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Poor weather, frequent equipment breakdowns and shortages, substantial personnel engagement, backlogs, delays, and congestion were the main causes of operational delays this week. This week, the Port of Cape Town experienced less adverse weather, which resulted in less congestion. Compared to 12 days at the beginning of the week, the average berthing delay has decreased to little over 8 days. Last week the Port of Durban had numerous difficulties, the most significant of which was the Tuesday delay of up to 15 vessels caused by employee commitments. According to the most recent data, there have been numerous security problems involving the rail system between Durban and Lions River, mostly cable theft and damage. On a more encouraging note, the Durban Ro-Ro terminal deserves praise for exceeding its installed throughput capacity of 520 000 units by more than 100 000 units during the fiscal year 2022–2023. Moreover, it is important to warn the sector about the higher storage prices, which will take effect on Saturday, April 1, 2023.

Key Notes:

  • An average of ~6 594 containers was handled per day, with ~8 533 containers projected for next week.
  • Rail cargo handled out of Durban amounted to 2 462 containers, ↓22% compared to last week.
  • The latest Ctrack “Transport Freight Index” increased by ↑1,7% in February (m/m) and is ↑2,5% (y/y).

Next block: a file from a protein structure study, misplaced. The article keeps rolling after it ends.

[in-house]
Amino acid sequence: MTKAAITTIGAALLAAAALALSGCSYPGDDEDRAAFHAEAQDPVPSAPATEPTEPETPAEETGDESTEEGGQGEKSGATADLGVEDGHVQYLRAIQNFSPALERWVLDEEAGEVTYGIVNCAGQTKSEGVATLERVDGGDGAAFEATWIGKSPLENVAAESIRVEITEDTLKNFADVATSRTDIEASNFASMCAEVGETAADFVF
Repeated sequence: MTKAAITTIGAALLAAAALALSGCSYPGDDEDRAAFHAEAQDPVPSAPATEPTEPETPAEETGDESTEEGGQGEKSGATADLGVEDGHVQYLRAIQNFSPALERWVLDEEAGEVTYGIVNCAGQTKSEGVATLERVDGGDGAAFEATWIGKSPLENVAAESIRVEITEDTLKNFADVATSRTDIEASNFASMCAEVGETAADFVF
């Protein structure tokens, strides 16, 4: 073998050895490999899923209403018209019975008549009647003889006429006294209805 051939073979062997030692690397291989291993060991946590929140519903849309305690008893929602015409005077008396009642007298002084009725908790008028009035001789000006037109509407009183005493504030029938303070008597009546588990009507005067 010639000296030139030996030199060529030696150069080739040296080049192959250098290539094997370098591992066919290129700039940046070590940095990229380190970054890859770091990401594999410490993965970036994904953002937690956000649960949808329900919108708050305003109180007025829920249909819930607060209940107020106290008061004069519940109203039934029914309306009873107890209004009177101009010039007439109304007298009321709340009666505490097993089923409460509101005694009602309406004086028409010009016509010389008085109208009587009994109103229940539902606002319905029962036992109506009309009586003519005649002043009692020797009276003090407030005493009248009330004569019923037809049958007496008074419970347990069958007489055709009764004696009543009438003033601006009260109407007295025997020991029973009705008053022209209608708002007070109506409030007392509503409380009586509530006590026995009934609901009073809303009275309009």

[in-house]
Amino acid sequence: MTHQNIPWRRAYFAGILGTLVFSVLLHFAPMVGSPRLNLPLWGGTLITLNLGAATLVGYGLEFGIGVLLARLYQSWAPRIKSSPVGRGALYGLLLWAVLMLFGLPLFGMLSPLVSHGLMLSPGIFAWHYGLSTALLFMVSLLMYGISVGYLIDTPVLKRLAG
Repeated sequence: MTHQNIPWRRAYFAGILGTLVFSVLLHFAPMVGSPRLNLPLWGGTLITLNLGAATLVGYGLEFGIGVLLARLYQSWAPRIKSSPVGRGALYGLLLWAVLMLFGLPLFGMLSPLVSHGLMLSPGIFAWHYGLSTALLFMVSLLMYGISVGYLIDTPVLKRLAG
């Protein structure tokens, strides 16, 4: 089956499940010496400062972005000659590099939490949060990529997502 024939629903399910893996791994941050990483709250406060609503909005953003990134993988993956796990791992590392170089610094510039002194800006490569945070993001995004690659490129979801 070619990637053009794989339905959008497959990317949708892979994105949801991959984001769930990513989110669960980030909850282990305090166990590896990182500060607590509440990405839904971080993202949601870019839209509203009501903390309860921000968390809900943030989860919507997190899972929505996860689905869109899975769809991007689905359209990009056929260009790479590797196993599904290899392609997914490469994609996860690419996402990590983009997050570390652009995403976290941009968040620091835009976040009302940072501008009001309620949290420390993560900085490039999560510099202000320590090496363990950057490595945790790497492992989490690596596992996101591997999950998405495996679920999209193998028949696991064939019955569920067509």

• Cross-border queue times were ↓1,2 hours, with transit times ↓0,1 hours, SA borders ~10,4 hours (↓25%).
  • SARS merchandise trade (January): exports (↑10,7%, m/m), imports (↓14,8%); surplus: R16,1 billion.
  • Global freight rates as per the “WCI” are again down by ↓2% (or $40) this week to $1 717 per 40 ft.
  • Global air cargo tonnages continue struggling (↓2%) despite increasing capacity and yields (↑1%).

Port operations – General:

  • This week, operational delays were caused by poor weather, recurrent equipment failures and shortages, extensive employee engagements, backlogs, delays, and congestion.
    Inclement weather conditions reduced this week at the Port of Cape Town, lessening congestion in the latter stages.
  • Average berthing delays are down to just over 8 days compared to 12 at the start of the week.
  • The Port of Durban was challenged on many fronts this week, the most notable being employee engagements delaying up to 15 vessels on Tuesday.
  • For rail, the latest reports suggest that extensive security incidents still occur between Durban and Lions River – mainly in terms of vandalism and cable theft.
  • However, on a more positive note, the Ro-Ro terminal in Durban should be commended, as it surpassed its installed throughput capacity of 520 000 units by more than 100 000 units during the 2022/23 financial year.
  • Finally, the industry should be reminded of the increased storage fees, which are set to be implemented from Saturday, 1 April 2023.

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